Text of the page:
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Seems like the ease of dealing with faux button holes when altering sleeve length depends on the fabric.

I've attached a photo. This would need to be shortened by around 1-1/3". How hard would it be for this alternation to be done without signs of the original faux button hole stitching? The jacket is 100% wool. (This would be an online purchase, so I don't have the jacket to take to a tailor to get their opinion directly.)

Thanks.

Outerwear Textile Sleeve Grey Collar
 

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I believe it should be possible, and the texture will make the signs of the former stitching much less noticeable than on a tight, smooth weave. However, I suspect that the texture may also make it more difficult to remove the stitching without damaging the cloth.
 

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If the cuff buttons shown are the standard 1/2 inch, then bringing the cuff up the inch and a third would place the new cuff just short of the bottom button. So let me ask you, if you couldn't remove the faux stitching, but instead left it and moved the bottom two or three buttons to the top, would this maneuver be a deal breaker for buying the jacket? It wouldn't for me, but you're not buying this for me. However, the move just laid out is a worst case scenario.

Here's what I would do, pry the vent open until you see the thread holding the bottom button, slit, remove and open vent wider to see if the threads of the faux hole go through. Hurrah if they do. With strong reading glasses, an equally strong light and a very sharp one-sided blade, very gently cut across the threads, holding the blade parallel to the hole. With tweezers, see if there's any thread movement. Keep doing this, each time with more pressure on the blade, but dragging it no more than 1/16 of an inch. Tweeze out the loosened threads. Masking tape as a pull may help.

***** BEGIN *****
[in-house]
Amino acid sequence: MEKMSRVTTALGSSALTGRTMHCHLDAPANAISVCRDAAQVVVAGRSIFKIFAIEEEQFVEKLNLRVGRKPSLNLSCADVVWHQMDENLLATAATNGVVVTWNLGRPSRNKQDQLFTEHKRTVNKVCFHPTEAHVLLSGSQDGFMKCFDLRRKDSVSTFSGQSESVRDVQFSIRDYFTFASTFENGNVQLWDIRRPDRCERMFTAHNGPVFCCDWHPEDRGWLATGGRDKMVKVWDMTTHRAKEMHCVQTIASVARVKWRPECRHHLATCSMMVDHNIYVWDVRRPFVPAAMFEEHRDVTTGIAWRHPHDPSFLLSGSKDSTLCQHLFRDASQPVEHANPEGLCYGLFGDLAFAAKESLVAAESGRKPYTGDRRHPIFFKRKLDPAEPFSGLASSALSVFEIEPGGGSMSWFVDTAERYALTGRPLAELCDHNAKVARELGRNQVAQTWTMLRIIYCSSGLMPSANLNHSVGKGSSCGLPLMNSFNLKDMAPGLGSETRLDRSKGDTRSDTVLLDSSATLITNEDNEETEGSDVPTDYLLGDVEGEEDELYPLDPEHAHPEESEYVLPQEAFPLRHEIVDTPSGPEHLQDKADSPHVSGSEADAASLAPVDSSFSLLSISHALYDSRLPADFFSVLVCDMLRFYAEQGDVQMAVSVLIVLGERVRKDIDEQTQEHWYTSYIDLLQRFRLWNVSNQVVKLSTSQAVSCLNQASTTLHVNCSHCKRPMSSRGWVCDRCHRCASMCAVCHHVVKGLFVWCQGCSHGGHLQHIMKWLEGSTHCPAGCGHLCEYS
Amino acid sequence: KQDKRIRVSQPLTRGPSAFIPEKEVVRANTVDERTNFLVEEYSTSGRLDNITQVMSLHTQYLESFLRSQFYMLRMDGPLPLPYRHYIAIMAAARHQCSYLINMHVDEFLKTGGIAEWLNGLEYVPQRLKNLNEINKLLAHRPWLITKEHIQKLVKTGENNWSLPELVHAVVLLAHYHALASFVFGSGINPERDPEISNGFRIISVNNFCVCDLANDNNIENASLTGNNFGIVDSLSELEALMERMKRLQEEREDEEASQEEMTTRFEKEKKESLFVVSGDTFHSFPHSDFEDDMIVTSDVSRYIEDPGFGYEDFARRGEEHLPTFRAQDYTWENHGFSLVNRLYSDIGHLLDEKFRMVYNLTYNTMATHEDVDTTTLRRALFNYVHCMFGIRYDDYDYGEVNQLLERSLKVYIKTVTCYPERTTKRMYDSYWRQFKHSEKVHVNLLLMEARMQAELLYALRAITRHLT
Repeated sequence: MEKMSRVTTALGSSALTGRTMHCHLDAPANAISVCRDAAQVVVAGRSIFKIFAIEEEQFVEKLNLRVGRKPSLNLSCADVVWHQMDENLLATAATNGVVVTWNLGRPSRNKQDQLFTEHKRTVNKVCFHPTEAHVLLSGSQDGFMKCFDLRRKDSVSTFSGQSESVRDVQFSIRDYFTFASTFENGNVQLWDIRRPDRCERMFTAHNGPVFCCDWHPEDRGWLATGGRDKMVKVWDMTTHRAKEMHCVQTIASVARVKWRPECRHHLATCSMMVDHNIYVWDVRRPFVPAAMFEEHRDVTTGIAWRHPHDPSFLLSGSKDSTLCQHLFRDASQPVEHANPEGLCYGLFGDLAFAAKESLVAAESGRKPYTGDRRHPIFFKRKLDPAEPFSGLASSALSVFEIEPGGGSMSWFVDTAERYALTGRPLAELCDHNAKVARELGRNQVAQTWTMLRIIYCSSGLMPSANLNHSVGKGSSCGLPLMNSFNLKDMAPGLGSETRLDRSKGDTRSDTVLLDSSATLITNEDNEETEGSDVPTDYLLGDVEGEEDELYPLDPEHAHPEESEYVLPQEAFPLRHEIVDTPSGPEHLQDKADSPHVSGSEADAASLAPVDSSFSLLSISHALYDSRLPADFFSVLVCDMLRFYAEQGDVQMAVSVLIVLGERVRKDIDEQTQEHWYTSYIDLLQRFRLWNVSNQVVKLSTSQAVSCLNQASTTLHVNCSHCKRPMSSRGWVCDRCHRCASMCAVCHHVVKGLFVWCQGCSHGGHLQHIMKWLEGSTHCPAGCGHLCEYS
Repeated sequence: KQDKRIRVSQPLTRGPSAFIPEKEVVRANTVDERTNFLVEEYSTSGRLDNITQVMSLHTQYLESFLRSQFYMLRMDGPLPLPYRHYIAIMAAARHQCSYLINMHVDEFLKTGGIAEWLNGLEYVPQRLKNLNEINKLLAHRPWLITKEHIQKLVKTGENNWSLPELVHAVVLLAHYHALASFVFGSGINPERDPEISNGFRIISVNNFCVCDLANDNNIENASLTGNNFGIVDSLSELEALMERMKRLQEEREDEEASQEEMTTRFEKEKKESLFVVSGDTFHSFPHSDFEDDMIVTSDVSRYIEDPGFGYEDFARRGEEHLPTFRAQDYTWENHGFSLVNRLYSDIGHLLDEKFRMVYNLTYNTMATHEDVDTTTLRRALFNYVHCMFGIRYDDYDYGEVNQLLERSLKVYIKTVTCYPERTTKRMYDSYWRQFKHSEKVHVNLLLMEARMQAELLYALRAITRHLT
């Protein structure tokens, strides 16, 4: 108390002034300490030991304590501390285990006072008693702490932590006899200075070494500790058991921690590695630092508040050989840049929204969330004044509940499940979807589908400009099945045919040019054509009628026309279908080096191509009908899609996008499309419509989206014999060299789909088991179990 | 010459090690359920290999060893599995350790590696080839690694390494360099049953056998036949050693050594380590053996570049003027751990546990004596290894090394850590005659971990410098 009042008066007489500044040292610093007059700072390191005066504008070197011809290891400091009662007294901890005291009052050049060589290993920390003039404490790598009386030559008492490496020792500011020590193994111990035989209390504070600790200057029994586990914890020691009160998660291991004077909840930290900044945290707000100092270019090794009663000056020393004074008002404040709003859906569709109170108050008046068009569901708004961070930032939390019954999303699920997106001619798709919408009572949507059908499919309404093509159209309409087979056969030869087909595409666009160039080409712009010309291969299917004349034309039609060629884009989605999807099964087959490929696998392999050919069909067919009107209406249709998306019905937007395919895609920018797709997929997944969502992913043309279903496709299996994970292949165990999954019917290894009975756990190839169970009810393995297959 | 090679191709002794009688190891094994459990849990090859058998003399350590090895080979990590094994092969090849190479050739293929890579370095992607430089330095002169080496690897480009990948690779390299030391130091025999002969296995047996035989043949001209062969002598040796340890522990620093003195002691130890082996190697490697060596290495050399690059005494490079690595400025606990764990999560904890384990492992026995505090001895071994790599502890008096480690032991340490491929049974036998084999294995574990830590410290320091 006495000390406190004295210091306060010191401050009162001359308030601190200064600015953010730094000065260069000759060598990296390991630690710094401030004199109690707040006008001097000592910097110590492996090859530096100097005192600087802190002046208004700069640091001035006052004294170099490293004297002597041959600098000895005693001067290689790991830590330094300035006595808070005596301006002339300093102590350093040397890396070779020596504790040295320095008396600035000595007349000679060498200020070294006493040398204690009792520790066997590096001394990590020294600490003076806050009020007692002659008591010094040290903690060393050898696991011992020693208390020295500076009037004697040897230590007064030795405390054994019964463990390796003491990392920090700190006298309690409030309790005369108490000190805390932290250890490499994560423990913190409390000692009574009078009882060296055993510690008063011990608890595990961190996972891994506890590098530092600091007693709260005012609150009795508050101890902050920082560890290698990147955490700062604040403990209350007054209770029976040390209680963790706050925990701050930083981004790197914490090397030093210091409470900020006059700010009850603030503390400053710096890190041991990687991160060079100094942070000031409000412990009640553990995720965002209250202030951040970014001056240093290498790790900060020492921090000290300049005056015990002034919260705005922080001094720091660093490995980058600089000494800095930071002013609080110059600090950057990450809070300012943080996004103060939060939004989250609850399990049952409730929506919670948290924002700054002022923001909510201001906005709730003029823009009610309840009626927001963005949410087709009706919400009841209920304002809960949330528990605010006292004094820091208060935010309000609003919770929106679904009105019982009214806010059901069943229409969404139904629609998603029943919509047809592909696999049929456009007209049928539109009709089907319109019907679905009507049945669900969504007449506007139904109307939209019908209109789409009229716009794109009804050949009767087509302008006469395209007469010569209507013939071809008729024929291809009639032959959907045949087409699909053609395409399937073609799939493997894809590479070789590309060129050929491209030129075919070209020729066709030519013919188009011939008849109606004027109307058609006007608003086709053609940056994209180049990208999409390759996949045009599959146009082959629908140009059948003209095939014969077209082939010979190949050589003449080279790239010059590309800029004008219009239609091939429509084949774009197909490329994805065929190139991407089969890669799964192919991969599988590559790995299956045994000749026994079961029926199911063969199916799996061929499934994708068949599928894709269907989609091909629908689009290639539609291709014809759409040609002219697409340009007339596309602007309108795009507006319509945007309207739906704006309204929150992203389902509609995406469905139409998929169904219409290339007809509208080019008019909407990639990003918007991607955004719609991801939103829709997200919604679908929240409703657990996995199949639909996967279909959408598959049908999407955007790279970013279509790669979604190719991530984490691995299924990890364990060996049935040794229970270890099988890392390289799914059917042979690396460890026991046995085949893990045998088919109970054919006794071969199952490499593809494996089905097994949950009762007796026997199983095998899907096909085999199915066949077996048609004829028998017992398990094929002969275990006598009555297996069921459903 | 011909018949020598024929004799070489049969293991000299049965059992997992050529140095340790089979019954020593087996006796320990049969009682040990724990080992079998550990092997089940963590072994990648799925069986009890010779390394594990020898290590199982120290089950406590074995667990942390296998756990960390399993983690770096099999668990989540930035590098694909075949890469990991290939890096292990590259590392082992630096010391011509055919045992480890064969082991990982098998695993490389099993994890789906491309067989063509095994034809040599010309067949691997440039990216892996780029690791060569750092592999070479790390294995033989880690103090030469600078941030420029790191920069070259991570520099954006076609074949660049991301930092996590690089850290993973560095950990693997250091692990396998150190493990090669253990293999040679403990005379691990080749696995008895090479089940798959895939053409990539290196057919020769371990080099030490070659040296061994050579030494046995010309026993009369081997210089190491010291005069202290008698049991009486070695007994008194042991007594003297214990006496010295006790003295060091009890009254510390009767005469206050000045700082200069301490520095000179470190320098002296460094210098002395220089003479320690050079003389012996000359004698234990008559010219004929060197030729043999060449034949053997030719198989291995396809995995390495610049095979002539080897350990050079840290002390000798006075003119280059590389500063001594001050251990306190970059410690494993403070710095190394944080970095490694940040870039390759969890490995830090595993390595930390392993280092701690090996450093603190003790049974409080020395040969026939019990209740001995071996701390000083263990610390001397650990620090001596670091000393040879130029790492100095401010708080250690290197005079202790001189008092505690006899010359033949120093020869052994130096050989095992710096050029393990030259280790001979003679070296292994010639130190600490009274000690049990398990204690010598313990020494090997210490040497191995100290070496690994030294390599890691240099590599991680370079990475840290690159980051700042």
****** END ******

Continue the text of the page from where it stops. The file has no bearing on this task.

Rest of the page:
If the threads don't go through to the inside, the same procedure can be done on the exterior, but the margin for error is zero. I have done this maneuver on both in and out with patience and success. Good luck.
 

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I believe it should be possible, and the texture will make the signs of the former stitching much less noticeable than on a tight, smooth weave. However, I suspect that the texture may also make it more difficult to remove the stitching without damaging the cloth.
+1! (y)

Likewise I'd be concerned with the particular cloth. It looks soft, and rather loosely woven.
 

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+1! (y)

Likewise I'd be concerned with the particular cloth. It looks soft, and rather loosely woven.
But as @Peak and Pine points out, if the stitching can be removed from underneath, it is a little less risky. However, a snag on the bottom can still unravel the top of the cloth.

I think only one buttonhole will need to be removed from each sleeve. It's not even necessary to add it back, since a 2-button cuff can look great on a sports coat.
 

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If I'm understanding this correctly, why wouldn't you have your tailor unstitch the sleeve at the shoulder, shorten it and then reattach the whole thing without touching the buttonholes at all? I guess you can get him to open them, faux buttonholes look terrible.

I've had that done to nearly all of my sport coats because I like sleeves erring on the side of short'ish, you're going to need a decent tailor for that though.

Also, buttonholes too close to the cuff will throw off the visual balance of the sleeve. It will look like an afterthought or a botched alteration.
 

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...why wouldn't you have your tailor unstitch the sleeve at the shoulder, shorten it and then reattach the whole by without touching the buttonholes at all?
Because that is a terrible idea.